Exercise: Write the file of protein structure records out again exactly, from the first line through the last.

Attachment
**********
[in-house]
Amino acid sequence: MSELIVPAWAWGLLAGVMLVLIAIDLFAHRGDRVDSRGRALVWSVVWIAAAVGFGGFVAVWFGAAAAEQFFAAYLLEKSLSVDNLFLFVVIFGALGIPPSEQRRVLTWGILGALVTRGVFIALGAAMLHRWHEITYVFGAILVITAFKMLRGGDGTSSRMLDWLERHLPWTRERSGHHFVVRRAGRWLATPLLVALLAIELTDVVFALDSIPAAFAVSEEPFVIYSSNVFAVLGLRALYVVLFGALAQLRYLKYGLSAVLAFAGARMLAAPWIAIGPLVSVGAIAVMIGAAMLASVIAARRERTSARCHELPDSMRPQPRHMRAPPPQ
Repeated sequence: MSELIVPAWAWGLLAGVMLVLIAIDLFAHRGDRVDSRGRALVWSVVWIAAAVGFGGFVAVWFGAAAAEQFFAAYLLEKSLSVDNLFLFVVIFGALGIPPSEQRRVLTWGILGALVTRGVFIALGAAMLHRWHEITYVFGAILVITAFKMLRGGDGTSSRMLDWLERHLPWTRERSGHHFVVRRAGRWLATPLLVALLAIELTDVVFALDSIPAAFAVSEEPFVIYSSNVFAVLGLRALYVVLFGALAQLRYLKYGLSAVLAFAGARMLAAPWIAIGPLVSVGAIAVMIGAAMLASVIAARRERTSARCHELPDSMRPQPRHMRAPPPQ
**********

[in-house]
Amino acid sequence: MSELIVPAWAWGLLAGVMLVLIAIDLFAHRGDRVDSRGRALVWSVVWIAAAVGFGGFVAVWFGAAAAEQFFAAYLLEKSLSVDNLFLFVVIFGALGIPPSEQRRVLTWGILGALVTRGVFIALGAAMLHRWHEITYVFGAILVITAFKMLRGGDGTSSRMLDWLERHLPWTRERSGHHFVVRRAGRWLATPLLVALLAIELTDVVFALDSIPAAFAVSEEPFVIYSSNVFAVLGLRALYVVLFGALAQLRYLKYGLSAVLAFAGARMLAAPWIAIGPLVSVGAIAVMIGAAMLASVIAARRERTSARCHELPDSMRPQPRHMRAPPPQ
Repeated sequence: MSELIVPAWAWGLLAGVMLVLIAIDLFAHRGDRVDSRGRALVWSVVWIAAAVGFGGFVAVWFGAAAAEQFFAAYLLEKSLSVDNLFLFVVIFGALGIPPSEQRRVLTWGILGALVTRGVFIALGAAMLHRWHEITYVFGAILVITAFKMLRGGDGTSSRMLDWLERHLPWTRERSGHHFVVRRAGRWLATPLLVALLAIELTDVVFALDSIPAAFAVSEEPFVIYSSNVFAVLGLRALYVVLFGALAQLRYLKYGLSAVLAFAGARMLAAPWIAIGPLVSVGAIAVMIGAAMLASVIAARRERTSARCHELPDSMRPQPRHMRAPPPQ